Are we a consumer brand, or a B2B brand?
I used to get this question a lot. Most people asking me this betrayed (or sometimes just outright admitted) that they believe consumer brands are cooler and allowed to push the envelope more, while B2B brands are more conservative and straightforward. As if B2B stood for Boring-to-Boring, an approach somehow both expected and perceived to be appropriate and effective.
Over time and after some contemplation, I realized that both the question and the assumptions behind it ignored a critical marketing truth, perhaps overlooked because it’s just too obvious.
People – not businesses – are buying your things.
This means that every marketer is a B2P marketer – business-to-person – no matter what they’re selling. Because yes, it’s possible to be a B2B marketer and still create a brand that people want to wear on a t-shirt, but only if you understand that you’re in the business of connecting viscerally and emotionally with other human beings, regardless of what you’re selling. And only if you know – and care about – who those human beings actually are.
Whether you’re buying a car, a new outfit or a new tech tool to add to your marketing stack, you’re making a decision that matters to you on some level and has implications that you care about and that you’re emotionally invested in. No, not all feelings are equal in intensity, but yes, I have feelings about GoToMeeting and WebEx based on experiences I had with the tools. Feelings get embedded, especially if the associated experiences and feelings were negative. (And then, Zoom walks into my life and makes me believe it’s possible to love video conferencing again…sigh.)
Every purchase decision is emotional, because people are emotional. And the better you understand that person – their emotional triggers, their needs, their wants and their pain points – the more effective you’ll be at selling them whatever you’re trying to sell.
“Are we a lifestyle brand, or a B2B brand?” is the wrong question, mainly because it’s a question about you.
The best brands know that it’s not about them at all.
If you’re a marketer, you’re a business-to-person marketer. And you should wake up every day asking yourself, “How do we make people feel?”
What happened on a random Wednesday in March in our tech start-up happens every day to marketers all over the world.
On this particular day, the typo was “Michael.”
Every webinar invitation that went out on this day started with the greeting, “Hi, Michael.”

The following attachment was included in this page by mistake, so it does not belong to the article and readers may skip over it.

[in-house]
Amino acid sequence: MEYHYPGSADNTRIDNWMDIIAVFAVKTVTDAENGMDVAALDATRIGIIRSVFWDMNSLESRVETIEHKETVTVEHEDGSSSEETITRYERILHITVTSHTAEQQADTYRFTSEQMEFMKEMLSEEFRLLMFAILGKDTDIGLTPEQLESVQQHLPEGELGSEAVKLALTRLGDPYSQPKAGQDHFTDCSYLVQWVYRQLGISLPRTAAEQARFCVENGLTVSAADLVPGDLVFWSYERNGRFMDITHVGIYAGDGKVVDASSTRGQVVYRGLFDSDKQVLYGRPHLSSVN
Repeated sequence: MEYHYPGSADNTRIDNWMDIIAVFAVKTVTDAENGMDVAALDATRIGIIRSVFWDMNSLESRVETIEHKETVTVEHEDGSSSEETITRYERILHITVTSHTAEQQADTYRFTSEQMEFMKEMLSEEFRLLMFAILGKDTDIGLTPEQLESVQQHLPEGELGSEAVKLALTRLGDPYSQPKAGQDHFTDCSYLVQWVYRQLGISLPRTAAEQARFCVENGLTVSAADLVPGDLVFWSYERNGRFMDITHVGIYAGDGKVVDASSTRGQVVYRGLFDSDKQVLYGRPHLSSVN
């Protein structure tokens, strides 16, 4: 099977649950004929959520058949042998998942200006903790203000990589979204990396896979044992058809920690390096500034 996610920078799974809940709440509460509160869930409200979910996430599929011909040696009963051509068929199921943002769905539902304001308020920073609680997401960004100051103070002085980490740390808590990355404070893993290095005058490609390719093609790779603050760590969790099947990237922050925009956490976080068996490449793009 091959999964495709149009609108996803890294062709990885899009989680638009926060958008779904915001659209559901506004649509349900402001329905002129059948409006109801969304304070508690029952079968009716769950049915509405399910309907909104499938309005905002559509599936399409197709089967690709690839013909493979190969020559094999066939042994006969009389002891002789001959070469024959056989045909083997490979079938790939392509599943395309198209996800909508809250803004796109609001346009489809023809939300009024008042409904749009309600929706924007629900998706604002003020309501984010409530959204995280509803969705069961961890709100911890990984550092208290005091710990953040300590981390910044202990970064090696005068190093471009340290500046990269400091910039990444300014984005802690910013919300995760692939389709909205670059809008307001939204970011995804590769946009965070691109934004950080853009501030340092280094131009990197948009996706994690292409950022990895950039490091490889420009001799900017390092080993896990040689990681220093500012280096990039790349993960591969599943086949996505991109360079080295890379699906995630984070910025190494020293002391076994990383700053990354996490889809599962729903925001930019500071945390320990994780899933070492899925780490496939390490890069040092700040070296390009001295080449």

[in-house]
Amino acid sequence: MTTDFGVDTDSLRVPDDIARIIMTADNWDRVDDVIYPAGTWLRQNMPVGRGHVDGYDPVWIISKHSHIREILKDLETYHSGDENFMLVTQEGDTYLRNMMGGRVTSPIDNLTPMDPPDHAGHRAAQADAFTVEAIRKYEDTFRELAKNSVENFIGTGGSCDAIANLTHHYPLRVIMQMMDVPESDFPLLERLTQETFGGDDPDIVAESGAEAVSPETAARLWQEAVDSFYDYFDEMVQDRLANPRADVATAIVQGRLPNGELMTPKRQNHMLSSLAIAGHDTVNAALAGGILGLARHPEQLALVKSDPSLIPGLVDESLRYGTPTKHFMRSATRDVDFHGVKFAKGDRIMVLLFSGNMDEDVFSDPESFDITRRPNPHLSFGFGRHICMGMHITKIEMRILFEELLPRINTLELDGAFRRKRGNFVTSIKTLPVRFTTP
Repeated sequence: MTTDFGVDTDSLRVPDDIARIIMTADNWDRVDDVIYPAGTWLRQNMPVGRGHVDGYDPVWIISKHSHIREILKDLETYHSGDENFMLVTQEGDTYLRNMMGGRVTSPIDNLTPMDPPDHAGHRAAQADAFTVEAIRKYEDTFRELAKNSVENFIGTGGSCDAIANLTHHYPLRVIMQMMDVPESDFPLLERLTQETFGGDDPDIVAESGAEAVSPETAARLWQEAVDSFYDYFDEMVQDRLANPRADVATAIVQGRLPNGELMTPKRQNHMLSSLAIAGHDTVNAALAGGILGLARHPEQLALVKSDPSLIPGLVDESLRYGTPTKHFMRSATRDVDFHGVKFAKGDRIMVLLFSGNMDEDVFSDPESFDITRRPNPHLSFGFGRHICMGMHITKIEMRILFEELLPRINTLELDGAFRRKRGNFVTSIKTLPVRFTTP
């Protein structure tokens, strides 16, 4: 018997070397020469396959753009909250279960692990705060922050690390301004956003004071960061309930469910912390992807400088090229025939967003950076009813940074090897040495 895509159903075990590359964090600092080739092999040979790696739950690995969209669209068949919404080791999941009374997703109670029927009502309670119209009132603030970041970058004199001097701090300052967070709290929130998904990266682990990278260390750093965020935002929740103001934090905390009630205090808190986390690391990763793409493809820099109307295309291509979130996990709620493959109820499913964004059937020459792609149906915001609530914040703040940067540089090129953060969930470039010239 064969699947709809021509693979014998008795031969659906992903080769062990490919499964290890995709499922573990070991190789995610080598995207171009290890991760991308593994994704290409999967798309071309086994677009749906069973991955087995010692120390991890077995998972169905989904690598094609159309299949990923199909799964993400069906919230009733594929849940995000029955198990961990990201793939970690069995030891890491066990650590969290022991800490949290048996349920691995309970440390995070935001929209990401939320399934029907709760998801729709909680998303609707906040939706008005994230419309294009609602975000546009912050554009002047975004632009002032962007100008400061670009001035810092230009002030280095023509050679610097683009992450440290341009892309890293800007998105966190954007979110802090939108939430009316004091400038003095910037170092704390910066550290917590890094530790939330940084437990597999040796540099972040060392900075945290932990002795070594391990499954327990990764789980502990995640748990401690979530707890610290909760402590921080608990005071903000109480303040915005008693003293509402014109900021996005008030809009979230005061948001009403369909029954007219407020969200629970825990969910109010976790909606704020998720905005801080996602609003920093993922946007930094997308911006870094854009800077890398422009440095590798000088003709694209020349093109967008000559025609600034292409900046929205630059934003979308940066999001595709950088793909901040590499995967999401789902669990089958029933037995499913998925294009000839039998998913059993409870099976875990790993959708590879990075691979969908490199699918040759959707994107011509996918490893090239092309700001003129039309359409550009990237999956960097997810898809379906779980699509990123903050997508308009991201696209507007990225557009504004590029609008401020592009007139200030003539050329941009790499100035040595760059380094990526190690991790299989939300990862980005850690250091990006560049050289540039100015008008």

In the big scheme of things, this was not the end of the world. I’ve certainly seen worse in my career as far as typos are concerned. Sure, a couple of recipients replied and pointed out the error, but most didn’t notice or respond. The open rate was a respectable 22%. We got some webinar registrations. It was a blip on the radar.
But we were concerned about how this email made our customers feel. Receiving an email with the wrong name makes you feel like you don’t matter, that your identity is not important. Our names are the most powerful words in the English language, and we respond viscerally when we see or hear (or fail to see or hear) our name in an expected context.
Two marketing team members recognized this, and decided to be human and transparent, take responsibility and use this mistake as an opportunity to communicate our values as an organization. (This is the part where I shout out Jasmina Shappy and Nathan Snow for their genius.)
Within a day, a follow-up email was sent to the same list – excluding, of course, anyone who was actually named Michael—with the subject line:
“Obviously, you’re not Michael.”
The short-and-sweet email contained a humble apology, a sense of humor and a second call to action to sign up for the webinar.
Most importantly, it contained the acknowledgement and awareness of how the recipient felt when they got that first email, along with genuine empathy for their feelings.
It was our best performing email ever.
60% open rate.
8% click through rate on the link.
Significant boost in webinar registrations.
And several people replied with personal, humorous and humane responses that reflected their appreciation for our authenticity and humility.
Jasmina and Nathan built a micro moment with customers and prospects that felt personal and genuine…because, well, it was.
Happy “Michael Day.”
We’ve commemorated this day, and it’s now officially celebrated now as “Michael Day” on our team.
Michael Day is a day we remember that a marketplace is not always conquered by aggression and brute force (despite the business world’s strong preference for war and sports metaphors and propensity to use words like “beachhead” and “home run” to describe strategies and small victories).
Sustainable success belongs to brands that know how to woo the marketplace…one decision, one person, and one heart at a time. And they understand that this happens one subject line, one tweet, one post, and sometimes even one word at a time.
Michael Day reminds us of the value of empathy in building a brand that people love.
You can be a wildly successful, world class marketer whether you’re selling enterprise software to a CFO or toddler shoes to stay-at-home moms, as long as you remember that you’re always talking to a person.
Happy Michael Day, my fellow B2P marketers! Order your “World’s Best Marketer” coffee mug this weekend and make every day Michael Day.